The dramatic colours of Jolomo landscape also have a function beyond merely representing what is seen. Since the early Renaissance, particular colours have been used for the symbolic value attached to them. Red represented the colour of glory – so God is frequently represented in a red cloak – it is also the colour of sacrifice so Christ is often similarly garbed. Blue, the colour of the clear sky is symbolic of purity and so associated with the Virgin Mary. Other colours, such as green and yellow were often avoided as they were regarded as “composite” colours, which had bad connotations and would only be used for the robes of evil-doers or traitors.
Jolomo’s use of colour carries a parallel programme of emotions: red conveys excitement, orange is warming and energising, yellow stimulates confidence and draws the eye. In many of his paintings, blue is frequently a key colour used for its calming and healing properties, while the associated violets and indigos stimulate awareness and intuition respectively. White and black are both used to enhance the effect of other colours as well as adding their own qualities of illumination and energy to the canvas. Jolomo condenses the energy of colours which help to stimulate the viewers’ inner perceptions.
Until recently he avoided the use of green in his landscapes as too easy, too obvious and also because there was difficulty in achieving the exact colour that he saw in his mind’s eye. He has now developed his own olive/emerald green, based on a mix of several colours.
A Jolomo canvas will frequently contain a high key colour, balanced with a darker pigment – an almost chiaroscuro effect, though not in a late- Renaissance way merely for dramatic visual effect. For him it serves as an allegory of the struggle of the human spirit – a constant battle between light and darkness.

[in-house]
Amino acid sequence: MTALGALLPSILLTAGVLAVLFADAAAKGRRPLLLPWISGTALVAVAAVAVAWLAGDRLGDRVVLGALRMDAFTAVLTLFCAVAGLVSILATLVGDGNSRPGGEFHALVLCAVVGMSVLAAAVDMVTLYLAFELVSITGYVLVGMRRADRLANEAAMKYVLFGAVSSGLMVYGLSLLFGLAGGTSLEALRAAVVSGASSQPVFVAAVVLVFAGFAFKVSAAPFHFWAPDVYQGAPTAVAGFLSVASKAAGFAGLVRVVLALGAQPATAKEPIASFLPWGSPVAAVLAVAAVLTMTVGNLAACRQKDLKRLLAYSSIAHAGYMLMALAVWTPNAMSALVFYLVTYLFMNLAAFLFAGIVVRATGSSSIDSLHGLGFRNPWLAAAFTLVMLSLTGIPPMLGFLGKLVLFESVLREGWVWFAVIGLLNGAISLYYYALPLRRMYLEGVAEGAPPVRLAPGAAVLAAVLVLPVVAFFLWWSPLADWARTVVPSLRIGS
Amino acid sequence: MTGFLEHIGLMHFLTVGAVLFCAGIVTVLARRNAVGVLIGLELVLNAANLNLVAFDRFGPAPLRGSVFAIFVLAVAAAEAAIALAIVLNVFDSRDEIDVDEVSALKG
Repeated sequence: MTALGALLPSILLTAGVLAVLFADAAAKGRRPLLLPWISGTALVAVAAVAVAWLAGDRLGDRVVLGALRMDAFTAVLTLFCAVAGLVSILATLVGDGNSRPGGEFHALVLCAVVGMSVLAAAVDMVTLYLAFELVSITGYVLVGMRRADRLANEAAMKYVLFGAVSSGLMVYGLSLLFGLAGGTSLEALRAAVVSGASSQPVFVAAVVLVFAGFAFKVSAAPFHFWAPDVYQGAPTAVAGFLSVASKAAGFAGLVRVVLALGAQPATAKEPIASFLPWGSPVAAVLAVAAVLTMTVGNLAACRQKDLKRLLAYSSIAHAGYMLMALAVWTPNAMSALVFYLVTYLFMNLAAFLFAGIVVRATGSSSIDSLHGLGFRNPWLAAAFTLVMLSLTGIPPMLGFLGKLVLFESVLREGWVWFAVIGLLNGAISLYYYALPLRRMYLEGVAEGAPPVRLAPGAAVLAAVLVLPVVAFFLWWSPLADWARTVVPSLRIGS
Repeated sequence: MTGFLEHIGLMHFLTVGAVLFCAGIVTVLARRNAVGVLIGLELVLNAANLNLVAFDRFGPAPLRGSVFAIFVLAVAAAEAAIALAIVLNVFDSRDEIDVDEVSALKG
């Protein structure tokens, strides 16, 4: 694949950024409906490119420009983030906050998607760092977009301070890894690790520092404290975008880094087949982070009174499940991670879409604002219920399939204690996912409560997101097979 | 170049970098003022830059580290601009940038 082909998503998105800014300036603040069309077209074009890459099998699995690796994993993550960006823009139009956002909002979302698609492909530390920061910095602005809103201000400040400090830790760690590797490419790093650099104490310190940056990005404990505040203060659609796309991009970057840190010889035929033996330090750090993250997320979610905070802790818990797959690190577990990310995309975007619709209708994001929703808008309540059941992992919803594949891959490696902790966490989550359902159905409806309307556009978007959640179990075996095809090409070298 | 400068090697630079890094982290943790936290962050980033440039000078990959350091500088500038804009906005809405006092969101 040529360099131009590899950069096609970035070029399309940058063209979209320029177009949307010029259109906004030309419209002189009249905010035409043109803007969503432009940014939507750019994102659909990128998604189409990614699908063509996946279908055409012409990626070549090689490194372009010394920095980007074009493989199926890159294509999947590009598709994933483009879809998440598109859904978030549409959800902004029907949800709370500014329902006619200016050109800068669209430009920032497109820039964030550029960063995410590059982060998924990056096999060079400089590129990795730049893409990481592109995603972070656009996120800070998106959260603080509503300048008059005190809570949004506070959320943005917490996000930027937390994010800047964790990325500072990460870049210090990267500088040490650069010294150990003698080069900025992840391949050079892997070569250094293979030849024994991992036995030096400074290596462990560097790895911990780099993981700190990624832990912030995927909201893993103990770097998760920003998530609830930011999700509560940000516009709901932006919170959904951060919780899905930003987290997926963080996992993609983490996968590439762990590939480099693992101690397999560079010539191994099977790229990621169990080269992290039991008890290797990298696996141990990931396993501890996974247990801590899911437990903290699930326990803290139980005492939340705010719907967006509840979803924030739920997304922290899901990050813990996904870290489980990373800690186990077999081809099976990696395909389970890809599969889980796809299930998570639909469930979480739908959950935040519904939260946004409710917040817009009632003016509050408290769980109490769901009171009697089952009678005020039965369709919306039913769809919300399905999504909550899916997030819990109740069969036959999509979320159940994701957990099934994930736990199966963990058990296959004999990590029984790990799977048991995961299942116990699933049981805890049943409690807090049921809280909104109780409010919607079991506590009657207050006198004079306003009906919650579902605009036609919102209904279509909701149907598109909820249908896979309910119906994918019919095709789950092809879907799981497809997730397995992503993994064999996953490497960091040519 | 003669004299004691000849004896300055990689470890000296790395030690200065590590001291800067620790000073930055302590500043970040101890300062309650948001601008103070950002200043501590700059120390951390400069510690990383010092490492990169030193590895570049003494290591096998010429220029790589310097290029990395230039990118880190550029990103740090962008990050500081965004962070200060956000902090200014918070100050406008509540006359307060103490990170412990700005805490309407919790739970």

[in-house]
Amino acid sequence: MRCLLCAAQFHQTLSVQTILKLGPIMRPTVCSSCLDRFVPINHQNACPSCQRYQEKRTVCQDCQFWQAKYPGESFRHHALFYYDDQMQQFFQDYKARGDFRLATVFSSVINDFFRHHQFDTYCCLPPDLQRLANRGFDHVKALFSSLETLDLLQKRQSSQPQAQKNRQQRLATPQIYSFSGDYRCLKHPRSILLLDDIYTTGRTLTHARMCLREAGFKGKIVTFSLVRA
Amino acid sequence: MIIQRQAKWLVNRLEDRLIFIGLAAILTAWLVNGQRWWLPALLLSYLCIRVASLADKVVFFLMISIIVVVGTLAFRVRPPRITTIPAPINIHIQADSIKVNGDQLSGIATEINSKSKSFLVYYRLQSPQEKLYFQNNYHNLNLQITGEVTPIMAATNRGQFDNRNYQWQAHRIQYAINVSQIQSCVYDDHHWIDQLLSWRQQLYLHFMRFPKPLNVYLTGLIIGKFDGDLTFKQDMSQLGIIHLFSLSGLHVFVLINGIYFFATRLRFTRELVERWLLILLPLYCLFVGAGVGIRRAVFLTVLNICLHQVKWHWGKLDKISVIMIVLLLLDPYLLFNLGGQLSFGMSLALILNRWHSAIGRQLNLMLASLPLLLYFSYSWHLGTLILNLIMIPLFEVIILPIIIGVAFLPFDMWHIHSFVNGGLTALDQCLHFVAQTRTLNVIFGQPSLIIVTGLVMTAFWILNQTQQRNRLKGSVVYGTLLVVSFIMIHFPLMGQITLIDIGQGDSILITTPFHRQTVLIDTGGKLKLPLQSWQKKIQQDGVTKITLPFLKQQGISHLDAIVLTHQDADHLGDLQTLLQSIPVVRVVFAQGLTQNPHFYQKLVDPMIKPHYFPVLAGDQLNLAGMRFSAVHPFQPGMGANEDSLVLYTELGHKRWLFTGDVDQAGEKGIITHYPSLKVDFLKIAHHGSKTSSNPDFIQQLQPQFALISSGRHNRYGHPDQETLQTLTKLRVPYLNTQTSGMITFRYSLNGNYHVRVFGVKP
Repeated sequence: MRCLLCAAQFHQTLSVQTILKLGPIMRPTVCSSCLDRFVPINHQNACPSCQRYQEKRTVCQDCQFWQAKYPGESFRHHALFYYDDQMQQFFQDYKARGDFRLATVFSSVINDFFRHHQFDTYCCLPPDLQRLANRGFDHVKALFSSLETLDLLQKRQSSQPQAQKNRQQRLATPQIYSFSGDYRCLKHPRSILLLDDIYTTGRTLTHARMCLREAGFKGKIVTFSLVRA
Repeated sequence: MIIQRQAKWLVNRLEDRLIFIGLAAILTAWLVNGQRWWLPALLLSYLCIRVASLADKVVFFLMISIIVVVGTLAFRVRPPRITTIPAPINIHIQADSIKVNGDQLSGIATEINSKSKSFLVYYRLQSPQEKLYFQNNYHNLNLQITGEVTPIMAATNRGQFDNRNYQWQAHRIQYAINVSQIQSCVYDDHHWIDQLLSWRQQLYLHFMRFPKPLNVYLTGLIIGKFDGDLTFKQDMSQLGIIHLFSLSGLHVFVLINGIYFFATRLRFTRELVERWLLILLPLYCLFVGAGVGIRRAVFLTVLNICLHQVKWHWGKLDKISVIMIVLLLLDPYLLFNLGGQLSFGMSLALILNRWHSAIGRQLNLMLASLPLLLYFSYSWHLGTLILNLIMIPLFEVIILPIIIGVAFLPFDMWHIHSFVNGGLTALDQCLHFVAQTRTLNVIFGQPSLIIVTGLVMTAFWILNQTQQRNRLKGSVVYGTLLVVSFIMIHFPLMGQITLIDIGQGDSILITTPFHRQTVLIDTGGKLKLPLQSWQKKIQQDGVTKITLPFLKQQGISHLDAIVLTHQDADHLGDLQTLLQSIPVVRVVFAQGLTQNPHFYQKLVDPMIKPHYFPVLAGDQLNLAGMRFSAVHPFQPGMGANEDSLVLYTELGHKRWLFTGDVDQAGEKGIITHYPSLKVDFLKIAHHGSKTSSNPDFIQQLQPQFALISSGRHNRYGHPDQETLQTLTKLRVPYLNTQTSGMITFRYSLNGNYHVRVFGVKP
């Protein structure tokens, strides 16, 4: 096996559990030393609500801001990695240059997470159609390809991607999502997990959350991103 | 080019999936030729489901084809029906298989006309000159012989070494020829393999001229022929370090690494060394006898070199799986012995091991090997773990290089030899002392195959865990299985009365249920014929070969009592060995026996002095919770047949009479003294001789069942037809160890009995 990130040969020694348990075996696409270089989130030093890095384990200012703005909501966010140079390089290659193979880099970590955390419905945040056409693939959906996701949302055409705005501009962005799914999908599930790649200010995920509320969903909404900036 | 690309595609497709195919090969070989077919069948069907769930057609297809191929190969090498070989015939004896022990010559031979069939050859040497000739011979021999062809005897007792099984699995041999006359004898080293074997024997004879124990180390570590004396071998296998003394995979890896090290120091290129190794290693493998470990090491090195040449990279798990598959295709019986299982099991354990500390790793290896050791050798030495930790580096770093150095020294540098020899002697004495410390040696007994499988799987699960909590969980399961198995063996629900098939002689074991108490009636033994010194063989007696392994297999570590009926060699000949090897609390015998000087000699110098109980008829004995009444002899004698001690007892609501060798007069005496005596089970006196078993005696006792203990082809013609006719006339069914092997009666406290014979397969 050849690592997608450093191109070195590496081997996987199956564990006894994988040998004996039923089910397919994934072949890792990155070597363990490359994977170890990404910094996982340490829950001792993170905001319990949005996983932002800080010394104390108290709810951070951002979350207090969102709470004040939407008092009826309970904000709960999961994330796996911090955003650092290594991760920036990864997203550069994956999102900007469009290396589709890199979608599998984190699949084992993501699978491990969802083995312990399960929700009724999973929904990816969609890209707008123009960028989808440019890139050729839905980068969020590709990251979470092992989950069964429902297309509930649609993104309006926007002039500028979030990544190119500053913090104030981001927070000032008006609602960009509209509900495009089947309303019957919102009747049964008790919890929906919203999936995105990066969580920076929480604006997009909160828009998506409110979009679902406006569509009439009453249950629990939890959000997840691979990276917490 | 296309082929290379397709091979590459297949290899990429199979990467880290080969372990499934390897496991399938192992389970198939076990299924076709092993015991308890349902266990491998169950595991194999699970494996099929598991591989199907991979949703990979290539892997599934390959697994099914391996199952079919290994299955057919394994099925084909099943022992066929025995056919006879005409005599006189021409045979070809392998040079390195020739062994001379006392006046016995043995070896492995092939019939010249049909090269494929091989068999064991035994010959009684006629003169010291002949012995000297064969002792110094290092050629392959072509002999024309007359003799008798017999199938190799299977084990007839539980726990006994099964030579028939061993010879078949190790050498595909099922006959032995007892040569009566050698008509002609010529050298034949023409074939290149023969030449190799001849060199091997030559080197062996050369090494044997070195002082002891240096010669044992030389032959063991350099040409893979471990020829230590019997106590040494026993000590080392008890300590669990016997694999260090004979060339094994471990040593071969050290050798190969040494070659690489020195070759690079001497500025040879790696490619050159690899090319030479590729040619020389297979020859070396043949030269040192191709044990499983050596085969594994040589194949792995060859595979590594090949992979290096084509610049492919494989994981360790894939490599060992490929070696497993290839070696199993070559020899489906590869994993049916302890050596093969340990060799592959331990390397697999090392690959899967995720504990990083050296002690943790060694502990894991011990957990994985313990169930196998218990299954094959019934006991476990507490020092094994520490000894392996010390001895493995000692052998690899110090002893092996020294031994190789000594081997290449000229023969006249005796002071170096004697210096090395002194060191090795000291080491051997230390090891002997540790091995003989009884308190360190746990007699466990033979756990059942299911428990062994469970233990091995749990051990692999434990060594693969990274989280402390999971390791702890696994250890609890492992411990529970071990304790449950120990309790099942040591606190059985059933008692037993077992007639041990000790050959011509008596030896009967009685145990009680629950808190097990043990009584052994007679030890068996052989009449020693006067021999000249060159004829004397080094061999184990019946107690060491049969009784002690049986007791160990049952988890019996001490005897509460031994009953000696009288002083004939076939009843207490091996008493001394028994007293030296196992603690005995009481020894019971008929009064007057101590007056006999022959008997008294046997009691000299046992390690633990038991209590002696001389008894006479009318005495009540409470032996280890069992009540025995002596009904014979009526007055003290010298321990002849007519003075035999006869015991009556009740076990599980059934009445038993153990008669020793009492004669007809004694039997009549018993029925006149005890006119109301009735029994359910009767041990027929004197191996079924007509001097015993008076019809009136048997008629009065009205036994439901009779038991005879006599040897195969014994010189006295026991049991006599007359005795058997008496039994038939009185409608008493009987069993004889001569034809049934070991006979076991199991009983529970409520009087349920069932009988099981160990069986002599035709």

His output is prodigious – over a thousand paintings a year, to fulfil a punishing exhibition schedule in galleries thoughout the United Kingdom and more recently, abroad. Most exhibitions have a specific theme, whether it is a particular locality such as the Crinan Canal, Tayvallich and Knapdale, the Islands of the West, the Clyde Riviera, or more specific subject such as flowers, castles and lighthouses, crofts, or a combination of both as in “Night Falls on Knapdale”
It is, perhaps, surprising that the majority of his canvases rarely feature figures. He feels that their presence would distract the viewer from the main purpose of his art – the glory of the natural landscape. At the same time, we do see the mark of Man on the landscape, in his frequent use of such motifs as the croft by the shore, a boat by the croft, a peat stack, a washing line, or a more modern power line pole. Sometimes it seems that someone has just exited the canvas – a gate swings open or a ladder leans against a half-painted wall, a reminder of humanity’s constant interaction with the environment.
Only in a powerful series of religious paintings do human figures dominate and in these there is a powerful examination of the anguish associated with the crucifixion of Christ and the effect on his Disciples.
Jolomo’s decision to devote himself to painting has also enabled him to embark on a course of theological study, which has culminated in his appointment as a Reader in the Church of Scotland. For many years he has been a carer, and financial success has enabled him, with the support of his wife, Maureen, to work on the national scale as Patron of the Princess Royal Trust for Carers in addition to supporting many other charities.
His devotion to landscape painting has led to the establishment of the Jolomo Lloyds TSB Scotland prize for new or emerging landscape painters which he hopes will encourage a revival of interest in the genre.
Former Keeper of Decorative Arts.
Kelvingrove Art Gallery & Museum.